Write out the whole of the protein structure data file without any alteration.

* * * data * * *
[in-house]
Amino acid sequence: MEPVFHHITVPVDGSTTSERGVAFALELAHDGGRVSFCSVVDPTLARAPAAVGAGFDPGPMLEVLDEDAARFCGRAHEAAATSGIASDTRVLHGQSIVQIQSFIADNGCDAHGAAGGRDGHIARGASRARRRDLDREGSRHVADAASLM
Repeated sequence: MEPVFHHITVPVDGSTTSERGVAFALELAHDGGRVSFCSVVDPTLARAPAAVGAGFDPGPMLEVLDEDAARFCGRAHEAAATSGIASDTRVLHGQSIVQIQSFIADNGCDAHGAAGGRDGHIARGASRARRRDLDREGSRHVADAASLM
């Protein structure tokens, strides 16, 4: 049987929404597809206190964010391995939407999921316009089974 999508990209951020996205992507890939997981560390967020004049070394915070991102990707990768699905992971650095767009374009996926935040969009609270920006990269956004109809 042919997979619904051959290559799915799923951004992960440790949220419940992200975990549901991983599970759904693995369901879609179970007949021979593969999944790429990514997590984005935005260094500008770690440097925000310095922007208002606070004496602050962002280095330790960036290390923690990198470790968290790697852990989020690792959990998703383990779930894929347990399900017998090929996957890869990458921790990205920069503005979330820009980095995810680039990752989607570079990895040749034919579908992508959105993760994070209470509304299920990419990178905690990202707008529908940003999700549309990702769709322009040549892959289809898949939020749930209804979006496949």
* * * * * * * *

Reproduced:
[in-house]
Amino acid sequence: MEPVFHHITVPVDGSTTSERGVAFALELAHDGGRVSFCSVVDPTLARAPAAVGAGFDPGPMLEVLDEDAARFCGRAHEAAATSGIASDTRVLHGQSIVQIQSFIADNGCDAHGAAGGRDGHIARGASRARRRDLDREGSRHVADAASLM
Repeated sequence: MEPVFHHITVPVDGSTTSERGVAFALELAHDGGRVSFCSVVDPTLARAPAAVGAGFDPGPMLEVLDEDAARFCGRAHEAAATSGIASDTRVLHGQSIVQIQSFIADNGCDAHGAAGGRDGHIARGASRARRRDLDREGSRHVADAASLM
């Protein structure tokens, strides 16, 4: 049987929404597809206190964010391995939407999921316009089974 999508990209951020996205992507890939997981560390967020004049070394915070991102990707990768699905992971650095767009374009996926935040969009609270920006990269956004109809 042919997979619904051959290559799915799923951004992960440790949220419940992200975990549901991983599970759904693995369901879609179970007949021979593969999944790429990514997590984005935005260094500008770690440097925000310095922007208002606070004496602050962002280095330790960036290390923690990198470790968290790697852990989020690792959990998703383990779930894929347990399900017998090929996957890869990458921790990205920069503005979330820009980095995810680039990752989607570079990895040749034919579908992508959105993760994070209470509304299920990419990178905690990202707008529908940003999700549309990702769709322009040549892959289809898949939020749930209804979006496949």